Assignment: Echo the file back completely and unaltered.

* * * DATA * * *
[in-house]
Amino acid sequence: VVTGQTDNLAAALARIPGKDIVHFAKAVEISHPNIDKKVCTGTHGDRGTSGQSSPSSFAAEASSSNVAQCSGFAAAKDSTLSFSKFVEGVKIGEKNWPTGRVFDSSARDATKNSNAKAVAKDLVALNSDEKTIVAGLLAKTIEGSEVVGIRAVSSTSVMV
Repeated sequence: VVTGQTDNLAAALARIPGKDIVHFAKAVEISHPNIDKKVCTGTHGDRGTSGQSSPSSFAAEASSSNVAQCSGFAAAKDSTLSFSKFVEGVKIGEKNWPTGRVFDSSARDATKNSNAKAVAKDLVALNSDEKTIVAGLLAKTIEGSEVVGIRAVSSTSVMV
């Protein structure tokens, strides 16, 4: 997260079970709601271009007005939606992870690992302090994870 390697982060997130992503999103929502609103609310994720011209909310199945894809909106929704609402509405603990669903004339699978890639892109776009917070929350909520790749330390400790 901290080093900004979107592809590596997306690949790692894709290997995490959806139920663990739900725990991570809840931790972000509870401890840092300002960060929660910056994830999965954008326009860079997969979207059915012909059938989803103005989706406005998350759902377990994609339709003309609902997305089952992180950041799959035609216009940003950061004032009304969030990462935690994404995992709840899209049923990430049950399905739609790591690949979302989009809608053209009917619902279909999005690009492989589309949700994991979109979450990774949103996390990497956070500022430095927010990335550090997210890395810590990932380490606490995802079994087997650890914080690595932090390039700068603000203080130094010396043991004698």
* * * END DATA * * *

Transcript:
[in-house]
Amino acid sequence: VVTGQTDNLAAALARIPGKDIVHFAKAVEISHPNIDKKVCTGTHGDRGTSGQSSPSSFAAEASSSNVAQCSGFAAAKDSTLSFSKFVEGVKIGEKNWPTGRVFDSSARDATKNSNAKAVAKDLVALNSDEKTIVAGLLAKTIEGSEVVGIRAVSSTSVMV
Repeated sequence: VVTGQTDNLAAALARIPGKDIVHFAKAVEISHPNIDKKVCTGTHGDRGTSGQSSPSSFAAEASSSNVAQCSGFAAAKDSTLSFSKFVEGVKIGEKNWPTGRVFDSSARDATKNSNAKAVAKDLVALNSDEKTIVAGLLAKTIEGSEVVGIRAVSSTSVMV
């Protein structure tokens, strides 16, 4: 997260079970709601271009007005939606992870690992302090994870 390697982060997130992503999103929502609103609310994720011209909310199945894809909106929704609402509405603990669903004339699978890639892109776009917070929350909520790749330390400790 901290080093900004979107592809590596997306690949790692894709290997995490959806139920663990739900725990991570809840931790972000509870401890840092300002960060929660910056994830999965954008326009860079997969979207059915012909059938989803103005989706406005998350759902377990994609339709003309609902997305089952992180950041799959035609216009940003950061004032009304969030990462935690994404995992709840899209049923990430049950399905739609790591690949979302989009809608053209009917619902279909999005690009492989589309949700994991979109979450990774949103996390990497956070500022430095927010990335550090997210890395810590990932380490606490995802079994087997650890914080690595932090390039700068603000203080130094010396043991004698």